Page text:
by Robert Hawker
THE BOOK OF PROVERBS
IT is remarkable that in the three sacred books, of which this is one of them, written by Solomon, he sends each forth under three different titles. Here he calls himself the son of David, king of Israel. The book of Ecclesiastes, he stiles the words of the Preacher, and therein he takes the name of the King of Jerusalem. And in the Canticles, after speaking in the title page of the excellency of it, he only puts his name of Solomon.
Various have been the opinions of holy men of old, concerning the time in which those portions of inspired scripture have been sent forth. Some have thought that the whole were written when be was near death. And others have said that the book of the Songs was written first, and the book of Ecclesiastes last; but this is certainly contrary to the order in which they are placed in the Bible, perhaps about 980 years before Christ.
I do not think it necessary to dwell at all upon the character of Solomon, because the Holy Ghost hath very largely given his history in its proper place; and the uses to be made of his history are also very plainly marked out; so that everything on this ground is superseded.
The period in which this book of God was written, it cannot be difficult to ascertain. The age of the church in which Solomon lived will serve to shew very nearly the time in which those precious sentences and maxims were committed to writing. What is said of him in one of the books of the Kings, may satisfy that it was at the time when his faculties were most bright and shining, when he spoke of trees from the cedar tree that is in Lebanon, to the hyssop that springeth out of the wall; and there came of people to hear him. The book of the Proverbs itself, seems to be a collection of the. most approved things' but eminently so as pointing in many parts to the Person and office of Christ; so that as we pass though the holy volume, in the perusal of it, and discover, through the Spirit's teaching, the leading features of Jesus: we are frequently constrained to cry out, A greater than Solomon is here.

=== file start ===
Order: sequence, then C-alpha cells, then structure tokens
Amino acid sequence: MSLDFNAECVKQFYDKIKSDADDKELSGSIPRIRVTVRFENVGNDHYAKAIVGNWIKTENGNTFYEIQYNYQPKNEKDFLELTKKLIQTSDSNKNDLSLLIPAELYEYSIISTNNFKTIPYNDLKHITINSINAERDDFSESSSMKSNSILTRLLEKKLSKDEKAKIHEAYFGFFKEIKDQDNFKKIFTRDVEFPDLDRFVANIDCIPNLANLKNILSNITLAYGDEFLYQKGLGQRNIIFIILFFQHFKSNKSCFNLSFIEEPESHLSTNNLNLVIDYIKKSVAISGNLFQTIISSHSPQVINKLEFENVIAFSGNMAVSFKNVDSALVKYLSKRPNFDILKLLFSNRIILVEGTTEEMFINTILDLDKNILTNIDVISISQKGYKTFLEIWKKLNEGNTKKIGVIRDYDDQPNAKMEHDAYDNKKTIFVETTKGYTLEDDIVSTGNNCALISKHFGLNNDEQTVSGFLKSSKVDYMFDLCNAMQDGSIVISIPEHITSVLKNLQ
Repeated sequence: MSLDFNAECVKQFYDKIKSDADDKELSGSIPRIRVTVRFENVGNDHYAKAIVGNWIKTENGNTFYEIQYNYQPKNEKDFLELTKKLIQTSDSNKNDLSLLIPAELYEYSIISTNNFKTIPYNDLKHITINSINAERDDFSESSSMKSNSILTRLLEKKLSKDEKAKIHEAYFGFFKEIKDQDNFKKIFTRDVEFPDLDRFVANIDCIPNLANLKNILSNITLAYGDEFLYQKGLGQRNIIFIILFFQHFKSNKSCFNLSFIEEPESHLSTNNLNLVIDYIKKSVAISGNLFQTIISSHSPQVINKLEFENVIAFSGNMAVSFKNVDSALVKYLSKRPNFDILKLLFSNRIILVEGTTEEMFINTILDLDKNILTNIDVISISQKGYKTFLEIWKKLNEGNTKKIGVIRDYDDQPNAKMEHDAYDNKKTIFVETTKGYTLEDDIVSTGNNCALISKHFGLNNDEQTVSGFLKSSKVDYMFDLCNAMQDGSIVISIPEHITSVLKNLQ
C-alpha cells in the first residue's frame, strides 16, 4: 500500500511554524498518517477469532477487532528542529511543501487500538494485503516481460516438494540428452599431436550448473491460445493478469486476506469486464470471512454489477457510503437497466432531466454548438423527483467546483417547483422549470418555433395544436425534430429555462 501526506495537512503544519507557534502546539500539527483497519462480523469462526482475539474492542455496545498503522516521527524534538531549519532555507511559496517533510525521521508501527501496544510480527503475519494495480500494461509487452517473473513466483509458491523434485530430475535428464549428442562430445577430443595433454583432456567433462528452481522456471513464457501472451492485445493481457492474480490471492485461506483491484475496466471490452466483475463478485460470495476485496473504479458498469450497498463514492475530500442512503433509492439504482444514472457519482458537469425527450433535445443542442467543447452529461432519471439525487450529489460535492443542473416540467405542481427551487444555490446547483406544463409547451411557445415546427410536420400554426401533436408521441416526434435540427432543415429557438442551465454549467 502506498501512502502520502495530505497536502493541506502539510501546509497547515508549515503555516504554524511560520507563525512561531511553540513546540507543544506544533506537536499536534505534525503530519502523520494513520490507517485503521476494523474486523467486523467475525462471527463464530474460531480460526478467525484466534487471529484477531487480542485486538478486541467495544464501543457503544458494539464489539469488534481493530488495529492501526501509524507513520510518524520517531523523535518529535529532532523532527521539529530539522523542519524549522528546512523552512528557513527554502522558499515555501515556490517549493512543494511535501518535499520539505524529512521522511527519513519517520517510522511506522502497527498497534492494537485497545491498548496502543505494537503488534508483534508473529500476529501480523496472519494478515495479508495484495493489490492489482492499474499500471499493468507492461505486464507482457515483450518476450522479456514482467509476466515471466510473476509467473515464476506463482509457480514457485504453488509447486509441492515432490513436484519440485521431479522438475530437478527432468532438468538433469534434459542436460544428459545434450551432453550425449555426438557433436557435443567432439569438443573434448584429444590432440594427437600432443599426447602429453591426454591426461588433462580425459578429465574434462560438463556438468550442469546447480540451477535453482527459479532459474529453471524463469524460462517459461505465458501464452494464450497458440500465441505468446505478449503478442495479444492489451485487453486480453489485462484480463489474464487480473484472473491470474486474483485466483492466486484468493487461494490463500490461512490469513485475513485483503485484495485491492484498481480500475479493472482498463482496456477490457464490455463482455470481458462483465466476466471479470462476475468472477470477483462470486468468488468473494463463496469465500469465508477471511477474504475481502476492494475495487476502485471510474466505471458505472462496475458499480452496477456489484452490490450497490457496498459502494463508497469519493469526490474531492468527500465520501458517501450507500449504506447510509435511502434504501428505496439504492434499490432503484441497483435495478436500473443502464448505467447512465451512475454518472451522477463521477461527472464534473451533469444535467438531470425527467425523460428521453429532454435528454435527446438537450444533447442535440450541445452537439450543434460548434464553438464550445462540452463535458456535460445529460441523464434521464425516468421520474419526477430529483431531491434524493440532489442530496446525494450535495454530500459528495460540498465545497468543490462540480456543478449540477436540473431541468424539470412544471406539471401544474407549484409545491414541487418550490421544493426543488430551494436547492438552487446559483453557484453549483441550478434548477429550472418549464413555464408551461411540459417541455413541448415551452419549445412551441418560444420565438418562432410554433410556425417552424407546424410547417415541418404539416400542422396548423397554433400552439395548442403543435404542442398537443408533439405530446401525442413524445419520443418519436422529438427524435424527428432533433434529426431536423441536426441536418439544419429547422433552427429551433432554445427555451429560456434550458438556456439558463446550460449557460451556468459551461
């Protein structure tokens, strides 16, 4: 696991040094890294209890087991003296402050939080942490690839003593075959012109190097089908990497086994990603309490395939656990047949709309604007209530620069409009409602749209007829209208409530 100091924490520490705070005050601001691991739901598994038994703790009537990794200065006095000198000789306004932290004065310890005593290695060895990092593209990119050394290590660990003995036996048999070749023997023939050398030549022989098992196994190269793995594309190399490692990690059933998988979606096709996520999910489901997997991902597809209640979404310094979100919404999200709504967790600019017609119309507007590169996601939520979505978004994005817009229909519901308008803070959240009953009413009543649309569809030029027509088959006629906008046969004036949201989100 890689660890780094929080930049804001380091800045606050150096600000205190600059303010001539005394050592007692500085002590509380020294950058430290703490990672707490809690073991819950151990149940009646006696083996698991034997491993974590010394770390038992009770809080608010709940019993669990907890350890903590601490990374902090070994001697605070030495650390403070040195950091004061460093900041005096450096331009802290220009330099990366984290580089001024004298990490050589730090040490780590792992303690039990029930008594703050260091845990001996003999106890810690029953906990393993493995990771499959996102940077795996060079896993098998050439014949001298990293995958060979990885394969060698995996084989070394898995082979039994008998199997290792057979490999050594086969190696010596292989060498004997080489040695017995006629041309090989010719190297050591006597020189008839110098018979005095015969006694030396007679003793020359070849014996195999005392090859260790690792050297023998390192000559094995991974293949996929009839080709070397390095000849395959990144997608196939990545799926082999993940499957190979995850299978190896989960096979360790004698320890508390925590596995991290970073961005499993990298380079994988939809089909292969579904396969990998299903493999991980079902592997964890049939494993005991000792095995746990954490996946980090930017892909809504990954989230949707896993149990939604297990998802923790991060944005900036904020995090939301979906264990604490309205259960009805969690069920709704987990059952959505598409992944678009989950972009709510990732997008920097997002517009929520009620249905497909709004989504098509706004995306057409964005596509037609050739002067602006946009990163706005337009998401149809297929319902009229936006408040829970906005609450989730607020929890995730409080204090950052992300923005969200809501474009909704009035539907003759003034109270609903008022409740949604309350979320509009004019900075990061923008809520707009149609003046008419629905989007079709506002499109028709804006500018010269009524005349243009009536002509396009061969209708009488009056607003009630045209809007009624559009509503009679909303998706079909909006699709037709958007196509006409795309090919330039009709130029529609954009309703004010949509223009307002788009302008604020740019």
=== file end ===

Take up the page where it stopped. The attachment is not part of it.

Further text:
I shall only detain the Reader, before he enters upon the perusal, to observe that this book of instruction receives great sanction and authority from the Lord Jesus, as to the mode that is here adopted of conveying divine truths. So much was it the custom of the East to teach in this way, that it was the universal maxim, And in conformity to it, our adored Lord at one time, delivered his discourses so much in parables, that we are told, without a parable space he not unto them. I only pray Him, who is the Almighty Teacher in his church, that while we read this and every other of the sacred books of God, he may so graciously give to us a right understanding in all things, that while to others it is only in parables, to us may be given, to know the mysteries of the kingdom of heaven; and that in that knowledge and enjoyment, we may find the same grace as was imparted to his disciples when he said, Blessed are your eyes for they see, and your ears for they hear.
the Third Sunday after Easter